A team of researchers at the University of California, Los Angeles (UCLA) has identified a gene that plays a key role in the growth of glioblastoma multiforme (GBM), a rare and lethal brain cancer that has no known cure. The new research suggests that focusing on this gene, called P300, could help provide a therapeutic target for GBM, which is highly resistant to standard chemotherapy.

According to the National Brain Tumor Society, GBM can affect men, women, and children of all ages and backgrounds. Although rare, it accounts for nearly half of all primary malignant brain tumors, the five-year survival rate from diagnosis is only 6.8%, and “the average length of survival is measured in months,” according to a UCLA press release. Beau Biden, former Attorney General of Delaware and the eldest son of President Joe Biden, and U.S. Senators Edward “Ted” Kennedy and John McCain all lost their lives to this type of aggressive cancer.

Brain cancer is also incredibly difficult to treat. David Largaespada, a cancer researcher at Masonic Cancer Center, explained to M Health Fairview that “the tumor cells that we need to kill are behind this blood brain barrier, so many potentially useful drugs never actually get to them.”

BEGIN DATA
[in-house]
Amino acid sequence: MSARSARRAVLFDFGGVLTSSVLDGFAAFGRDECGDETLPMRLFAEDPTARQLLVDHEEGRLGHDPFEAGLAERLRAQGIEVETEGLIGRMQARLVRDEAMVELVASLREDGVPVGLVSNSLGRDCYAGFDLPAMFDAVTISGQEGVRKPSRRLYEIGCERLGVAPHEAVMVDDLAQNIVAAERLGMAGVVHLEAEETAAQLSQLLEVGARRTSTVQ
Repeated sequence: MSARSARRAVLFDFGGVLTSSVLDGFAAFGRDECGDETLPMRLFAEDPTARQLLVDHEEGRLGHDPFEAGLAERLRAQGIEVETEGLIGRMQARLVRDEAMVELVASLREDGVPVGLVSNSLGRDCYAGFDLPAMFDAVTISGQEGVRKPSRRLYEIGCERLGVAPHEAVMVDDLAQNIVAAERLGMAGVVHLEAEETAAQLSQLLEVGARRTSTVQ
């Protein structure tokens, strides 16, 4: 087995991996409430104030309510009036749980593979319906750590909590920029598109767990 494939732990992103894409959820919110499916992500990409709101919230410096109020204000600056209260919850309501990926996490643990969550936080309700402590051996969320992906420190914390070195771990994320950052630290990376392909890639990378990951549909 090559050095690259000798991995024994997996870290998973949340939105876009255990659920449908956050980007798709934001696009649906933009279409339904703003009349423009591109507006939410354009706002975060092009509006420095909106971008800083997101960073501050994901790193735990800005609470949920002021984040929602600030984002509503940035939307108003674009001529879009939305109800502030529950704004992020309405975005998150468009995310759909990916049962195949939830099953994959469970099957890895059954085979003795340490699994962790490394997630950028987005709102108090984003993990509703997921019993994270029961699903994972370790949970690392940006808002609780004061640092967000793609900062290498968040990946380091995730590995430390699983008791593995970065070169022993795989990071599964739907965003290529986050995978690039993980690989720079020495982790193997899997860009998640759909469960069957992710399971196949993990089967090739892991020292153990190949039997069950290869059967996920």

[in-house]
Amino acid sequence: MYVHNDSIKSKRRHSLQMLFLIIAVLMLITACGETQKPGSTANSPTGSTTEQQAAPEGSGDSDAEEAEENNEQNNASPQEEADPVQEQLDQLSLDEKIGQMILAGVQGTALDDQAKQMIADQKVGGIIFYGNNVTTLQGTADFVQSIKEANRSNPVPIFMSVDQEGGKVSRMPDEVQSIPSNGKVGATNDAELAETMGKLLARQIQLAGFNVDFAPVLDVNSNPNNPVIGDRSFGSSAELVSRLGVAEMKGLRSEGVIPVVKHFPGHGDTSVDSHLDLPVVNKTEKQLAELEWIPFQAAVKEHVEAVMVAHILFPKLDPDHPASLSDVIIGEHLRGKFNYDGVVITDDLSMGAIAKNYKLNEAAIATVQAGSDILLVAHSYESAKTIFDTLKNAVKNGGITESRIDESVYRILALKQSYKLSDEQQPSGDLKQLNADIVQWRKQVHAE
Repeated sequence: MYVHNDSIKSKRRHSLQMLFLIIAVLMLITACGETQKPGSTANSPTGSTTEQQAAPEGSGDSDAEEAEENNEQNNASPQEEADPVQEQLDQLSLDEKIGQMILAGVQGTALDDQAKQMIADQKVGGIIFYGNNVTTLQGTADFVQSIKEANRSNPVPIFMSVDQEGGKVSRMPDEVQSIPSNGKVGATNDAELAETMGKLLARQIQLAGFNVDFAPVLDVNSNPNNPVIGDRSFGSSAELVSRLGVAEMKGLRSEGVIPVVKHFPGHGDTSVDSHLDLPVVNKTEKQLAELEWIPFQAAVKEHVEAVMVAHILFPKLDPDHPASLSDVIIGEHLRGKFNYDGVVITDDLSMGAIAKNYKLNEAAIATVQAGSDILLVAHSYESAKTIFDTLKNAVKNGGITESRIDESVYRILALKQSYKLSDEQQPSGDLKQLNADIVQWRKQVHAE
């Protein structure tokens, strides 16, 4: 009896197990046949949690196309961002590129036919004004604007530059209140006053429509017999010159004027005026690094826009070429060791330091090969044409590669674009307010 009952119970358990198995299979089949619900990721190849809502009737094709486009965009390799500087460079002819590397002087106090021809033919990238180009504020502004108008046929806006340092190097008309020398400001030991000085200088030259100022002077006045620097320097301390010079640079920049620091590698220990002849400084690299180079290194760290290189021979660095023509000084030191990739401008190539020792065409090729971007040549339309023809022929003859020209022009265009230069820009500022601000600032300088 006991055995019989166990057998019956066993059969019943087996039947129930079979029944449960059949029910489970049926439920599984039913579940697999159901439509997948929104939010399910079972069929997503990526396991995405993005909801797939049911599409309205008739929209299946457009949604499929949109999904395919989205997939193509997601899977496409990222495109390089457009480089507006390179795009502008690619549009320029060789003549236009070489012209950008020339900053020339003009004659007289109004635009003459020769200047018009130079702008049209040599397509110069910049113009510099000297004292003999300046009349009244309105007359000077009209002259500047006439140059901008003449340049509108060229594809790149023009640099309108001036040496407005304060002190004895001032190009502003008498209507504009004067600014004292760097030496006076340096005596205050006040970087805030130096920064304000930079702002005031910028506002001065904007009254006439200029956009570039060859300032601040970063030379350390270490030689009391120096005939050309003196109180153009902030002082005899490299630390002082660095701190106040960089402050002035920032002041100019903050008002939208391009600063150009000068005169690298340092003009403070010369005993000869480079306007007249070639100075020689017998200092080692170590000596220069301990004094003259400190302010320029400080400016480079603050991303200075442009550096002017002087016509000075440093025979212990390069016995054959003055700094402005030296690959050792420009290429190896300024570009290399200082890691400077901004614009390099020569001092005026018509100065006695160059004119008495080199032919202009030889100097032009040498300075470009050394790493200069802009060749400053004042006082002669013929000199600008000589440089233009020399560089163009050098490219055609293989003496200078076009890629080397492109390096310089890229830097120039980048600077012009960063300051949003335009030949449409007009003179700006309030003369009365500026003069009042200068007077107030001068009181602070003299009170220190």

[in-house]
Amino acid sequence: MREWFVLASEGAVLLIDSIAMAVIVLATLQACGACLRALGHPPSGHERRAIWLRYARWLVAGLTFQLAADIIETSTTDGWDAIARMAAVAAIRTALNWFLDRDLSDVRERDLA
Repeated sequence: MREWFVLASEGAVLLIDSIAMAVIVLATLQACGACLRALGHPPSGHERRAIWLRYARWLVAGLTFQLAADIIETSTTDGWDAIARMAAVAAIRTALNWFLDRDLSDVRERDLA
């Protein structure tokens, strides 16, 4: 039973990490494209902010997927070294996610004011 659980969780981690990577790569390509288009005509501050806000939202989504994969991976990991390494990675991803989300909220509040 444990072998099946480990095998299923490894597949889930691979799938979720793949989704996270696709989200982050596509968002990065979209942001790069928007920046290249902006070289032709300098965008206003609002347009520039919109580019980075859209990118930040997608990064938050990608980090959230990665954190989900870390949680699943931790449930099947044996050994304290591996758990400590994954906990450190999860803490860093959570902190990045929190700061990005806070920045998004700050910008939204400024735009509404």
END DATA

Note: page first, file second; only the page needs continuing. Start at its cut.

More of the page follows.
This makes UCLA’s findings — published last month by online peer-reviewed scientific journal Nature Communications — a possible breakthrough discovery. 

haydenbird / iStock

While examining P300, the researchers found that it “enables cancer cells that have been damaged by radiation therapy to recover by rearranging DNA and initiating a molecular mechanism that refortifies tumor cells for growth and survival.” By blocking the gene, the ability to set that process in motion was disrupted. 

Their findings show that “radiation-stress” from chemotherapy and radiation therapy alters the functional states of glioma cancer cells, which can eventually lead to the growth of cancerous tumors. 

“Instead of reconstituting the vascular system to carry blood supply, as has sometimes been theorized, these converted cells provide trophic support that enables the cancer cells to survive and grow under the hostile conditions created by radiation,” said senior author Harley Kornblum, a researcher at the UCLA Jonsson Comprehensive Cancer Center and the UCLA Brain Research Institute.

Added Dr. Sree Deepthi Muthukrishnan, assistant project scientist and co-author of the study: “Just as P300 plays a key role in changing the molecular landscape of glioma stem cells, inhibiting the gene’s function appears to block the phenotypic conversion. This suggests that small molecules that inhibit P300 HAT activity may be useful in preventing tumor growth and adaptive resistance of GBM.” 


While the results are a promising glimmer of hope in finding a cure for GBM, particularly for patients and their loved ones, the study’s authors agree that further research is necessary “to fully uncover the underlying mechanisms at play,” per UCLA.